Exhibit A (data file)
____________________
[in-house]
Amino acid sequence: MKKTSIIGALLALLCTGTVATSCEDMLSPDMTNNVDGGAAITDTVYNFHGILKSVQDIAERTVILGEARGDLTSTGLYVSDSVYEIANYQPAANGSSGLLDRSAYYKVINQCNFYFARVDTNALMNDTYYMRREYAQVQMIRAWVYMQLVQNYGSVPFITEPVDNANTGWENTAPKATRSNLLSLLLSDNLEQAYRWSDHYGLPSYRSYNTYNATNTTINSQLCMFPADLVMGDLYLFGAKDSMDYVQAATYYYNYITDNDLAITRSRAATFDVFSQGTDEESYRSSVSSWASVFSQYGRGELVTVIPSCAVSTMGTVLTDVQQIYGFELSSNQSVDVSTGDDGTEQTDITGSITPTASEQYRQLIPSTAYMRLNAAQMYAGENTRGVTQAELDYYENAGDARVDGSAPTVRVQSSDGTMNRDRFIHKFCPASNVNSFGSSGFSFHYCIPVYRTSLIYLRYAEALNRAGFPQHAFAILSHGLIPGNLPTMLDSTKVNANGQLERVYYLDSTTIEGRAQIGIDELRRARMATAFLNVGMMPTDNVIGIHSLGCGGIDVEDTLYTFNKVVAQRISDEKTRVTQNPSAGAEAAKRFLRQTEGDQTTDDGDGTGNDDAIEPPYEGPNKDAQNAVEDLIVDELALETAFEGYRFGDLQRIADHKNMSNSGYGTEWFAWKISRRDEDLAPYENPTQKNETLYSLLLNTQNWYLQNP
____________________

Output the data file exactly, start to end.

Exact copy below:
[in-house]
Amino acid sequence: MKKTSIIGALLALLCTGTVATSCEDMLSPDMTNNVDGGAAITDTVYNFHGILKSVQDIAERTVILGEARGDLTSTGLYVSDSVYEIANYQPAANGSSGLLDRSAYYKVINQCNFYFARVDTNALMNDTYYMRREYAQVQMIRAWVYMQLVQNYGSVPFITEPVDNANTGWENTAPKATRSNLLSLLLSDNLEQAYRWSDHYGLPSYRSYNTYNATNTTINSQLCMFPADLVMGDLYLFGAKDSMDYVQAATYYYNYITDNDLAITRSRAATFDVFSQGTDEESYRSSVSSWASVFSQYGRGELVTVIPSCAVSTMGTVLTDVQQIYGFELSSNQSVDVSTGDDGTEQTDITGSITPTASEQYRQLIPSTAYMRLNAAQMYAGENTRGVTQAELDYYENAGDARVDGSAPTVRVQSSDGTMNRDRFIHKFCPASNVNSFGSSGFSFHYCIPVYRTSLIYLRYAEALNRAGFPQHAFAILSHGLIPGNLPTMLDSTKVNANGQLERVYYLDSTTIEGRAQIGIDELRRARMATAFLNVGMMPTDNVIGIHSLGCGGIDVEDTLYTFNKVVAQRISDEKTRVTQNPSAGAEAAKRFLRQTEGDQTTDDGDGTGNDDAIEPPYEGPNKDAQNAVEDLIVDELALETAFEGYRFGDLQRIADHKNMSNSGYGTEWFAWKISRRDEDLAPYENPTQKNETLYSLLLNTQNWYLQNP